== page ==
Having attended two pantomimes this season – after a gap of well over 30 years, the last I remember seeing were at the London Palladium: Dick Whiittington starring Tommy Steele and Aladdin with Cilla – I’m glad that this form of indigenous entertainment is still robustly alive. Cinderella at Hastings’ White Rock Theatre featured Jimmy Osmond as Buttons and was thoroughly entertaining and surprisingly lavish; Sleeping Beauty at the Anvil in Basingstoke was about half an hour too long but did star Wendy Craig and Abi Titmuss.
The latter panto made me muse on the appeal of the Sleeping Beauty tale to artists and the two English examples that immediately sprang to mind were the Briar Rose series by Edward Burne-Jones and The Maybe by Cornelia Parker (I own a lithograph of one of her Pornographic Drawings). Burne-Jones completed his series in 1890 after many years work – they are installed in the Music Room of Buscot Park, Faringdon, Oxfordshire and are truly a magical sight. For The Maybe in 1995, the actress Tilda Swinton slept in a large glass case at the centre of London’s Serpentine Gallery surrounded by items that had belonged to famous historical characters; if I recall correctly visitors were pretty subdued on my visit, - apparently every now and then someone would try to wake her up by shouting.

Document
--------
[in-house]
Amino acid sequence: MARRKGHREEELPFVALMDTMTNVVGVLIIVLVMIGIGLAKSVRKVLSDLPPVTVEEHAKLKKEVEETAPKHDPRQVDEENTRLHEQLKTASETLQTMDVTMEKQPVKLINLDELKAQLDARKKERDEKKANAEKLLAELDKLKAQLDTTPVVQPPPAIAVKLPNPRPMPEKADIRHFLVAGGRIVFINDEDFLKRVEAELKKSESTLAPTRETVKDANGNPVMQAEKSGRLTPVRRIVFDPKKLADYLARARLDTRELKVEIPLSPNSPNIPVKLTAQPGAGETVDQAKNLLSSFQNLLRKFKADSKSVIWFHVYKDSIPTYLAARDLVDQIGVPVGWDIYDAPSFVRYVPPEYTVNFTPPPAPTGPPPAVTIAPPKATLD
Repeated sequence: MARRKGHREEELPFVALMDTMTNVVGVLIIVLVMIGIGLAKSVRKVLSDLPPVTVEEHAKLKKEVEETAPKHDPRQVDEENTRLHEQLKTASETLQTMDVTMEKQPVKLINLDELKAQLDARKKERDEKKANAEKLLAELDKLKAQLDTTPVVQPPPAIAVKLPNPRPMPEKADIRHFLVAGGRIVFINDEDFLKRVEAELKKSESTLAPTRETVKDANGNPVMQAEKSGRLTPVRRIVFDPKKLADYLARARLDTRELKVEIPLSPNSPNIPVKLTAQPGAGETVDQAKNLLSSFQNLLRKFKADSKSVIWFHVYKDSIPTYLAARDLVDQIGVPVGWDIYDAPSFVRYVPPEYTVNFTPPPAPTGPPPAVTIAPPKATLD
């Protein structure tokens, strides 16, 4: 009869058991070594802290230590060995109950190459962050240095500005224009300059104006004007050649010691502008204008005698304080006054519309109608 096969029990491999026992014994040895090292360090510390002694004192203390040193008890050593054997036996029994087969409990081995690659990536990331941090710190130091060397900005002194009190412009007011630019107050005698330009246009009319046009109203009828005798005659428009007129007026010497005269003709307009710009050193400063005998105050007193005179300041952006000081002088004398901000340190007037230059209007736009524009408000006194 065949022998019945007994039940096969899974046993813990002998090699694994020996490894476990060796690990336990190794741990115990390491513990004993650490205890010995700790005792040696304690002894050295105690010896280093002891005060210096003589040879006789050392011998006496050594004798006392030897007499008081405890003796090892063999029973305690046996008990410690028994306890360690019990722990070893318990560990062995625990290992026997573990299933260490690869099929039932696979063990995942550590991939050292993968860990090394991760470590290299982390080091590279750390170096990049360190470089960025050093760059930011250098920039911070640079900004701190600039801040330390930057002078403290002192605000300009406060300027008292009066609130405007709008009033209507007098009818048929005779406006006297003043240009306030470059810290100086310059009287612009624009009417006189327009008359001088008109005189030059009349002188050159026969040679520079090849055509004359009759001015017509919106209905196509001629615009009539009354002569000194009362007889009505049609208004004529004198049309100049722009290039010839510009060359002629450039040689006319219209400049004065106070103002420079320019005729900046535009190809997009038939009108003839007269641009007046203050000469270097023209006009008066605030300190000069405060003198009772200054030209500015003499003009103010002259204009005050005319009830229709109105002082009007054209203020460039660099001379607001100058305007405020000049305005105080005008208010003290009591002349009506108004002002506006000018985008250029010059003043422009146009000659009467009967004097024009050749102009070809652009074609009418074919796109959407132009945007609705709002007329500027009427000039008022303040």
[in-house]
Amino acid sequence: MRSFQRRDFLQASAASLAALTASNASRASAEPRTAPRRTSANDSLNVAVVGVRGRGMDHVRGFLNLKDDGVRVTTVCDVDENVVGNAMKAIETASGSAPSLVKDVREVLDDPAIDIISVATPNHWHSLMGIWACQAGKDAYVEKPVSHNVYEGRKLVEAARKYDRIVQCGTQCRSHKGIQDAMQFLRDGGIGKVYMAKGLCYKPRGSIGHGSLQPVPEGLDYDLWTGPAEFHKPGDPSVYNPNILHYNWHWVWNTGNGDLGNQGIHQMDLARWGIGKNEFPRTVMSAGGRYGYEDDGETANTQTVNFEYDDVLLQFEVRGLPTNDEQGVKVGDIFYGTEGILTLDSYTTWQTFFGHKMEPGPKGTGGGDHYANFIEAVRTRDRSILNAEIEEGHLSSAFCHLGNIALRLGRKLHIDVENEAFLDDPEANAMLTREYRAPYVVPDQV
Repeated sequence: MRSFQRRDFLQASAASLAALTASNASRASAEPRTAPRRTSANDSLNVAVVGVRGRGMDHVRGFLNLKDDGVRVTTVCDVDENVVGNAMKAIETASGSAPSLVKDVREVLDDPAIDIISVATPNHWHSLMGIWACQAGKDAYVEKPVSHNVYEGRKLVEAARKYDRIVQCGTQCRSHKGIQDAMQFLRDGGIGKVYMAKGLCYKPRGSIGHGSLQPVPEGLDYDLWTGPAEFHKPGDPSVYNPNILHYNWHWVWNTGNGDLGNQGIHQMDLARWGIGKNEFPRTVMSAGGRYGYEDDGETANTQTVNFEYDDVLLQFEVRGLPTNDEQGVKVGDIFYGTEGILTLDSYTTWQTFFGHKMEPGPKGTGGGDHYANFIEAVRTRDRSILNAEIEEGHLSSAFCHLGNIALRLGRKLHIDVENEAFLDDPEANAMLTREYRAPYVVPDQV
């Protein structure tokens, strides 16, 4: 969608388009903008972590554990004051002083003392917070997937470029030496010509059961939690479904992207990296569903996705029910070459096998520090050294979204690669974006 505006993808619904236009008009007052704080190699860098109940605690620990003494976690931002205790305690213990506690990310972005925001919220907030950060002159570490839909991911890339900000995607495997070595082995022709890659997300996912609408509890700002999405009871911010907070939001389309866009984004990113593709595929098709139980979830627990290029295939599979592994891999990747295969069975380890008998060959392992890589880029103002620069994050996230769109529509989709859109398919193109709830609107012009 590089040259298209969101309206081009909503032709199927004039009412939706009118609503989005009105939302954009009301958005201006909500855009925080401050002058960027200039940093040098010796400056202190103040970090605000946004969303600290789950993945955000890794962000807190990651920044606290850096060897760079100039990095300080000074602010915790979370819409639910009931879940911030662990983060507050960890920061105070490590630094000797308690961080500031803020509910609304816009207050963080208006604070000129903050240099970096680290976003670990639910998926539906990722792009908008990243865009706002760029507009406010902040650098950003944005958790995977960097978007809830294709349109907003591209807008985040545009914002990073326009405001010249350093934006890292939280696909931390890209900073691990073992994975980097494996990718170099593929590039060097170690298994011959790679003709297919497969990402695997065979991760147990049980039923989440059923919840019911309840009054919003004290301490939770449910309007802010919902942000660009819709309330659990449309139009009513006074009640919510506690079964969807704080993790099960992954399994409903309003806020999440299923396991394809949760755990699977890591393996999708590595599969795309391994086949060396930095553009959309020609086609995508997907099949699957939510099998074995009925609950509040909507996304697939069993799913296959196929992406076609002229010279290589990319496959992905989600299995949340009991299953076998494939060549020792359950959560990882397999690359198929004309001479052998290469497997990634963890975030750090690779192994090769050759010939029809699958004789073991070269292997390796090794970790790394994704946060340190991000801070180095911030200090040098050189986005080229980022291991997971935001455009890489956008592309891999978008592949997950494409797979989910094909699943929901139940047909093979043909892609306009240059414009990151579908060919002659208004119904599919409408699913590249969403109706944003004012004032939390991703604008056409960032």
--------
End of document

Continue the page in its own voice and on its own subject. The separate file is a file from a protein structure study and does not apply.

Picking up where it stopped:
Author of Subterranean City, Beneath the Streets of London, London's Coffee Houses, Decadent London, The Folklore of London, Subterranean City (Revised and Expanded Edition), Netherwood, Last Resort of Aleister Crowley, Lord of Strange Deaths, the Fiendish World of Sax Rohmer; Secret Tunnels in England, Folklore and Fact